Moments with a Humpback Mother & Calf

Story Behind the Shots of two special experiences swimming with humpback whale mothers and calves in Tonga
By Cassie Jensen

I had been dreaming of the day I would see a whale in the wild since I was a child. Something about their massive size, yet gentle nature always intrigued me. Upon arriving in Vava’u, Tonga, I was expecting a great performance from the whales, full of action and fast-paced swimming involved with a heat run (one female whale accompanied by a suitor, followed by several other male whales fighting to challenge him). While we did experience several heat runs on our journey, it was the calm, quiet moments with the mothers and calves that truly touched my soul.

Our skipper Cam received a call on the radio about the location of a mother and calf during our second day swimming with the whales. Traveling through the beautiful islands on the boat to get to their location seemed to take hours instead of the reality of 20 minutes, my pulse a constant reminder of my excitement as the adrenaline coursed through my body. Our boat consisted of six swimmers and our wonderfully talented guide and photographer, Darren Jew. We were separated into 2 groups, men and women for old time’s sake, alternating drops with the whales. Of course, it was the guys’ turn in the water first. Cam brought the boat a few hundred feet away from the whales, as Darren swam out quietly to their location before signaling the guys to get in the water. After an anxious 15 minutes of me sitting precariously on the edge of the boat with my mask, fins, snorkel, and camera at the ready, Darren signaled us to switch groups. 


This was one of my favorite moments. The image was taken just as we were about to leave the whales and I crossed in front of the pair. I sunk just a few more inches below the surface and waited for the calf to settle in this position, straight on like its mom, with its tail down. They both watched me as if to say goodbye.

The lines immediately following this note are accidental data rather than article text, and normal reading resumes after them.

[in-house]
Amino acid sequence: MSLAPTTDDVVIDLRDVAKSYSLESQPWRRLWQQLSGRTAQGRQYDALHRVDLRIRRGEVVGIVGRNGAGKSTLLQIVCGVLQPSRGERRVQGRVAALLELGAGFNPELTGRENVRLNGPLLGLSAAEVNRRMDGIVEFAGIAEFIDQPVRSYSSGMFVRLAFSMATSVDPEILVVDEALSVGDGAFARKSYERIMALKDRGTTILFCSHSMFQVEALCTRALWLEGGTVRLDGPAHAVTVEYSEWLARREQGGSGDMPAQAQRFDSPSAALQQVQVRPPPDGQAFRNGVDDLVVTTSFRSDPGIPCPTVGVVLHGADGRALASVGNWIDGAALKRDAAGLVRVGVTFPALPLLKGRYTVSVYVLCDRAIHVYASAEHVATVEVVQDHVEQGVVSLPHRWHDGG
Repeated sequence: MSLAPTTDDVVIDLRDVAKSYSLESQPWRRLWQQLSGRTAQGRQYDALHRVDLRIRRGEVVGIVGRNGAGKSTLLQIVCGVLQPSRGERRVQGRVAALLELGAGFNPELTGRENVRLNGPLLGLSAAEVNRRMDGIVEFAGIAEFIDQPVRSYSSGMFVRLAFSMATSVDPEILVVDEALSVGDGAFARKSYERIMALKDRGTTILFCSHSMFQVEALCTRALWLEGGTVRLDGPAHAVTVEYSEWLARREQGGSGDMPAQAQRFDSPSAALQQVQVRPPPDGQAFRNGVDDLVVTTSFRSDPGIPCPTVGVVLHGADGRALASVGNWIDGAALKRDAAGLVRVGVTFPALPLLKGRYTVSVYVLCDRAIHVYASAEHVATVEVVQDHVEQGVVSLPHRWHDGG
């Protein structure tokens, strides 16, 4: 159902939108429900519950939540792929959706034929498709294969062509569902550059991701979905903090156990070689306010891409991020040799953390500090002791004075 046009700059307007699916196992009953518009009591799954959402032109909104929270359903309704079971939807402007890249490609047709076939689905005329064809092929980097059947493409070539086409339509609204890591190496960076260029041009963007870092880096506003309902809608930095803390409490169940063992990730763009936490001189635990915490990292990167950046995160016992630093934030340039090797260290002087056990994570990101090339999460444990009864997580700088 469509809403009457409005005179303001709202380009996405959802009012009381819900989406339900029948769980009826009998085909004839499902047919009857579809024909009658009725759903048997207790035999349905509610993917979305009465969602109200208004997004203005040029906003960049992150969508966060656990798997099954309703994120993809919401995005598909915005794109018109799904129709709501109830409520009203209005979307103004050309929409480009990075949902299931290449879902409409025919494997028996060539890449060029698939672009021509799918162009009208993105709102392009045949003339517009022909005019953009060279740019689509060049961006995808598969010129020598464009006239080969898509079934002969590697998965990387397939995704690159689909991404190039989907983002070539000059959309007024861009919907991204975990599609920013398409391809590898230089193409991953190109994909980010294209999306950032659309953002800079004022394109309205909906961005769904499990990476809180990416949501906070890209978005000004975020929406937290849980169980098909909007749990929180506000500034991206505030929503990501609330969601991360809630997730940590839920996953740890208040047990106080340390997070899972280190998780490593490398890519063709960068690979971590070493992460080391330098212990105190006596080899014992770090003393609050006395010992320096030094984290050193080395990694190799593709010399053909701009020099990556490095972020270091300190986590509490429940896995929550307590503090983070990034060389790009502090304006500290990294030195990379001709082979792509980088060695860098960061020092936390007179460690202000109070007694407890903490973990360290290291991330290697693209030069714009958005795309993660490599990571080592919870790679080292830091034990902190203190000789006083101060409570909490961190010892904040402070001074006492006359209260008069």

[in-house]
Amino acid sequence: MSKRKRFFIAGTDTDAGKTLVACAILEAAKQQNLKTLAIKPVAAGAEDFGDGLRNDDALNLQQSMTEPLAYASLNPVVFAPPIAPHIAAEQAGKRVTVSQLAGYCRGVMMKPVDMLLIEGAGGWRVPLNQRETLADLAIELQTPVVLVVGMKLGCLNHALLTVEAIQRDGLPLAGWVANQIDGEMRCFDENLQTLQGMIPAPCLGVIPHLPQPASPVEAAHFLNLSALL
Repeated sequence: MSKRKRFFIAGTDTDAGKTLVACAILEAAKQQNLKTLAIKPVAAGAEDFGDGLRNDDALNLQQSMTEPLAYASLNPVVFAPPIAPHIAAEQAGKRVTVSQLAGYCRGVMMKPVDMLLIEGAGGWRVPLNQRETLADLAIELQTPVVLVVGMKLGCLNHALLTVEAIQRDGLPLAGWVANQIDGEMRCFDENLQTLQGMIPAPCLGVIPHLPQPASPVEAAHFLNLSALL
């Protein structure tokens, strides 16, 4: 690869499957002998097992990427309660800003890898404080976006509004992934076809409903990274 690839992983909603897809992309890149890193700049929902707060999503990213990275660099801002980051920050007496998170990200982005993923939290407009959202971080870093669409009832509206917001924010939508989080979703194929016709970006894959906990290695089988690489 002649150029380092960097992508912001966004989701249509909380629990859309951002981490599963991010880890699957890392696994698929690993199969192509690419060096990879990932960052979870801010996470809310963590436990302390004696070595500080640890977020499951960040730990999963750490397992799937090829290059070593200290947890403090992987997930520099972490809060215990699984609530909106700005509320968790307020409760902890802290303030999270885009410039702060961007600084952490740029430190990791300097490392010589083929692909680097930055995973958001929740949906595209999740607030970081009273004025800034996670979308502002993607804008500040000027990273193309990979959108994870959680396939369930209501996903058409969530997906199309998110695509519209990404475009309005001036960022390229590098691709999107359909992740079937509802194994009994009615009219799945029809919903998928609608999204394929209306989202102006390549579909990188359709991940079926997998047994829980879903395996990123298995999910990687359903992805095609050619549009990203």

Camera Settings: ISO 1600, F11, 1/200


I quietly slipped into the cool water, heart racing out of my chest. I had to force myself to slow down and take a deep breath, knowing that they would still be there even if I took my time. Finally I saw them; appearing out of the milky blue water were two gigantic silhouettes, shadowed by a tiny speck (Darren) as he motioned for me to come to them. There they were, just resting on the surface together. Relaxed, calm, trusting. I was watching them through my viewfinder, taking as many pictures as I could: checking the settings to make sure they looked satisfactory, changing the aperture for a better shot. Was the shutter speed still at at least 1/200? What about the ISO? After a few minutes of taking pictures and checking settings, I realized I wasn’t in the moment with them yet. I put my camera by my side, and just watched them. I looked at Darren, hoping he would understand the emotion behind my mask. Pure admiration. 

My two friends were still making their way over, and I felt alone with the whales and my mentor by my side. Time stopped for once in my life and I just floated weightless, inches from this enormous creature that was so new to this world, yet so trusting of all around it. I turned parallel to the calf, looking deep into its eye; questioning how such beauty exists in the world. As my two buddies joined us, I backed away to let them see the two without my presence. I looked beyond the calf’s tail, trying to figure out how much bigger the mother was. She was so massive, I could barely make out the end of her tail that seemed to stretch on forever. We remained by their sides in awe for about 15 minutes before we switched groups again. The hardest thing for me to do was to swim away from that beautiful moment. Fortunately, we had several drops with the mother and calf, and occasionally they would swim around us, going down a few meters before coming up for air again. Luckily, the pair trusted us to be around them for almost two hours before we made a group decision to let them continue resting without the presence of humans.

Humpbacks Day 2